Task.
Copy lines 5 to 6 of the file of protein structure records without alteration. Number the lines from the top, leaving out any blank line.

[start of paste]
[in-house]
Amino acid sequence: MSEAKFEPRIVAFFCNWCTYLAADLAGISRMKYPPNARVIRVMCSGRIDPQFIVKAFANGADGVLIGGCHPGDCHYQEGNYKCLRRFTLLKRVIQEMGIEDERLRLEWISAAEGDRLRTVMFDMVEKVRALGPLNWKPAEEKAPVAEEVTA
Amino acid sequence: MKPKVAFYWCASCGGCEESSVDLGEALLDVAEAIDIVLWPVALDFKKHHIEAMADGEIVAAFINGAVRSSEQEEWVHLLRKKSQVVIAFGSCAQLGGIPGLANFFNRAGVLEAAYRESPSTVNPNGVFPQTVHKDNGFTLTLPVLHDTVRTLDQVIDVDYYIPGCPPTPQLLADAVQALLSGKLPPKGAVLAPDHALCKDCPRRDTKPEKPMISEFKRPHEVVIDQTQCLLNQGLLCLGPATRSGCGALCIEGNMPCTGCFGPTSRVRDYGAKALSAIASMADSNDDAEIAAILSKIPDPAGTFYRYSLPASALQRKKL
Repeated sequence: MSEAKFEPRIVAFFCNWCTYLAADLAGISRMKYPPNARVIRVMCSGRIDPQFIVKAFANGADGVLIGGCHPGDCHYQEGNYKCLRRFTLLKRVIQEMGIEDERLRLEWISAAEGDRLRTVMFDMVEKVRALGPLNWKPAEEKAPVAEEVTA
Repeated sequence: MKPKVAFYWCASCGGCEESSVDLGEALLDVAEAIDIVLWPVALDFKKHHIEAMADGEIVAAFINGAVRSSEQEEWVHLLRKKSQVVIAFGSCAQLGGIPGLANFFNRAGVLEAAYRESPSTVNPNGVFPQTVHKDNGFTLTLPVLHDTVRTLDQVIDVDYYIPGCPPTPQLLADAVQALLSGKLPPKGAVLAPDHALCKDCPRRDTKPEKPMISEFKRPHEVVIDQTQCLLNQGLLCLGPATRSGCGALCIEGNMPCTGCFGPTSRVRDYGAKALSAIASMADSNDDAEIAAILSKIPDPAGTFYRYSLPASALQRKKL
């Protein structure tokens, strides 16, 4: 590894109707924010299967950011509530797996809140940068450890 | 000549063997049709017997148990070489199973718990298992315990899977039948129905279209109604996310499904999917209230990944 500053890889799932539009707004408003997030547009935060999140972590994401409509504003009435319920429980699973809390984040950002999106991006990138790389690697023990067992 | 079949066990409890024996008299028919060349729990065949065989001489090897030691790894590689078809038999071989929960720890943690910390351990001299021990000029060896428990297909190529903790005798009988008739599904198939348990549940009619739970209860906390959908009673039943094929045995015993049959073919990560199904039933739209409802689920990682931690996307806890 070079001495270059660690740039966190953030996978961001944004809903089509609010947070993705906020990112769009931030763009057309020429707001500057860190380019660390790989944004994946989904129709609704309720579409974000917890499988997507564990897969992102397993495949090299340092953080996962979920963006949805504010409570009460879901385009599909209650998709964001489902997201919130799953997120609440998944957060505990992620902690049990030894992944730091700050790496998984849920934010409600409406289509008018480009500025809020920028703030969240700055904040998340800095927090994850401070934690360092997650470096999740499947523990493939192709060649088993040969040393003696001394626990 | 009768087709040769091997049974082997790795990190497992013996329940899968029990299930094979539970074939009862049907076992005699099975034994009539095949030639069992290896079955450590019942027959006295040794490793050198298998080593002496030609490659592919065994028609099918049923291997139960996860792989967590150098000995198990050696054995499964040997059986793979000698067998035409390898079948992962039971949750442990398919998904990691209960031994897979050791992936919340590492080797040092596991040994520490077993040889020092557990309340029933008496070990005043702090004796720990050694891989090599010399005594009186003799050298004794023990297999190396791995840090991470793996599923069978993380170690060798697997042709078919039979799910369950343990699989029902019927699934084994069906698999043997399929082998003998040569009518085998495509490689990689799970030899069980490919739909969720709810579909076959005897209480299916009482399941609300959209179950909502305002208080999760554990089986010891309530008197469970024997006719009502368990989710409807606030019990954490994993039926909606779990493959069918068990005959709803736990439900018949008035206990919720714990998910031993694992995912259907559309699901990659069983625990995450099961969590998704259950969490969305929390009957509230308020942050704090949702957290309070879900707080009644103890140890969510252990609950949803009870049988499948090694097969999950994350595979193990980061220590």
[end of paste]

Repeated sequence: MKPKVAFYWCASCGGCEESSVDLGEALLDVAEAIDIVLWPVALDFKKHHIEAMADGEIVAAFINGAVRSSEQEEWVHLLRKKSQVVIAFGSCAQLGGIPGLANFFNRAGVLEAAYRESPSTVNPNGVFPQTVHKDNGFTLTLPVLHDTVRTLDQVIDVDYYIPGCPPTPQLLADAVQALLSGKLPPKGAVLAPDHALCKDCPRRDTKPEKPMISEFKRPHEVVIDQTQCLLNQGLLCLGPATRSGCGALCIEGNMPCTGCFGPTSRVRDYGAKALSAIASMADSNDDAEIAAILSKIPDPAGTFYRYSLPASALQRKKL
């Protein structure tokens, strides 16, 4: 590894109707924010299967950011509530797996809140940068450890 | 000549063997049709017997148990070489199973718990298992315990899977039948129905279209109604996310499904999917209230990944 500053890889799932539009707004408003997030547009935060999140972590994401409509504003009435319920429980699973809390984040950002999106991006990138790389690697023990067992 | 079949066990409890024996008299028919060349729990065949065989001489090897030691790894590689078809038999071989929960720890943690910390351990001299021990000029060896428990297909190529903790005798009988008739599904198939348990549940009619739970209860906390959908009673039943094929045995015993049959073919990560199904039933739209409802689920990682931690996307806890 070079001495270059660690740039966190953030996978961001944004809903089509609010947070993705906020990112769009931030763009057309020429707001500057860190380019660390790989944004994946989904129709609704309720579409974000917890499988997507564990897969992102397993495949090299340092953080996962979920963006949805504010409570009460879901385009599909209650998709964001489902997201919130799953997120609440998944957060505990992620902690049990030894992944730091700050790496998984849920934010409600409406289509008018480009500025809020920028703030969240700055904040998340800095927090994850401070934690360092997650470096999740499947523990493939192709060649088993040969040393003696001394626990 | 009768087709040769091997049974082997790795990190497992013996329940899968029990299930094979539970074939009862049907076992005699099975034994009539095949030639069992290896079955450590019942027959006295040794490793050198298998080593002496030609490659592919065994028609099918049923291997139960996860792989967590150098000995198990050696054995499964040997059986793979000698067998035409390898079948992962039971949750442990398919998904990691209960031994897979050791992936919340590492080797040092596991040994520490077993040889020092557990309340029933008496070990005043702090004796720990050694891989090599010399005594009186003799050298004794023990297999190396791995840090991470793996599923069978993380170690060798697997042709078919039979799910369950343990699989029902019927699934084994069906698999043997399929082998003998040569009518085998495509490689990689799970030899069980490919739909969720709810579909076959005897209480299916009482399941609300959209179950909502305002208080999760554990089986010891309530008197469970024997006719009502368990989710409807606030019990954490994993039926909606779990493959069918068990005959709803736990439900018949008035206990919720714990998910031993694992995912259907559309699901990659069983625990995450099961969590998704259950969490969305929390009957509230308020942050704090949702957290309070879900707080009644103890140890969510252990609950949803009870049988499948090694097969999950994350595979193990980061220590």